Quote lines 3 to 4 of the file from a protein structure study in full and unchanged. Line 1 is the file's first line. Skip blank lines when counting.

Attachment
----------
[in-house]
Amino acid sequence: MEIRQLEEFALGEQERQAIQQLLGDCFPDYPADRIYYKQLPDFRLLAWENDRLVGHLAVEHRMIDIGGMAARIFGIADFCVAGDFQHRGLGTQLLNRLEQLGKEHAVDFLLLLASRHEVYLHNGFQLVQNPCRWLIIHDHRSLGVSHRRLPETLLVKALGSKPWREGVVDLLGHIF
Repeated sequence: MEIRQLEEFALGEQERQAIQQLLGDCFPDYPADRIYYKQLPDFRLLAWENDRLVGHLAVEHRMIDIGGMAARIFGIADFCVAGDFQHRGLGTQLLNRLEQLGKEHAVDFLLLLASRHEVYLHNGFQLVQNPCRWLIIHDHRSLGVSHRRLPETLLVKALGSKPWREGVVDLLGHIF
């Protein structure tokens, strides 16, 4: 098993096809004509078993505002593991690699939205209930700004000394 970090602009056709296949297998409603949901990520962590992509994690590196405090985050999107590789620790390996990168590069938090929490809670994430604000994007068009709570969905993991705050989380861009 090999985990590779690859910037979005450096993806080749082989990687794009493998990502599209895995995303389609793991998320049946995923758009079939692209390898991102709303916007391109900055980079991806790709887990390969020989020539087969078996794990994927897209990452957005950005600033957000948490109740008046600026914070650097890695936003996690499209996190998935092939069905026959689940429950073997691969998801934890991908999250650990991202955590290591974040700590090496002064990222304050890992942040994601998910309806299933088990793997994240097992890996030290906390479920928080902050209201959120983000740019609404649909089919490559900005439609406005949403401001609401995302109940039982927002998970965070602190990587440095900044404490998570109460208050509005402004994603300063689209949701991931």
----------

Repeated sequence: MEIRQLEEFALGEQERQAIQQLLGDCFPDYPADRIYYKQLPDFRLLAWENDRLVGHLAVEHRMIDIGGMAARIFGIADFCVAGDFQHRGLGTQLLNRLEQLGKEHAVDFLLLLASRHEVYLHNGFQLVQNPCRWLIIHDHRSLGVSHRRLPETLLVKALGSKPWREGVVDLLGHIF
């Protein structure tokens, strides 16, 4: 098993096809004509078993505002593991690699939205209930700004000394 970090602009056709296949297998409603949901990520962590992509994690590196405090985050999107590789620790390996990168590069938090929490809670994430604000994007068009709570969905993991705050989380861009 090999985990590779690859910037979005450096993806080749082989990687794009493998990502599209895995995303389609793991998320049946995923758009079939692209390898991102709303916007391109900055980079991806790709887990390969020989020539087969078996794990994927897209990452957005950005600033957000948490109740008046600026914070650097890695936003996690499209996190998935092939069905026959689940429950073997691969998801934890991908999250650990991202955590290591974040700590090496002064990222304050890992942040994601998910309806299933088990793997994240097992890996030290906390479920928080902050209201959120983000740019609404649909089919490559900005439609406005949403401001609401995302109940039982927002998970965070602190990587440095900044404490998570109460208050509005402004994603300063689209949701991931």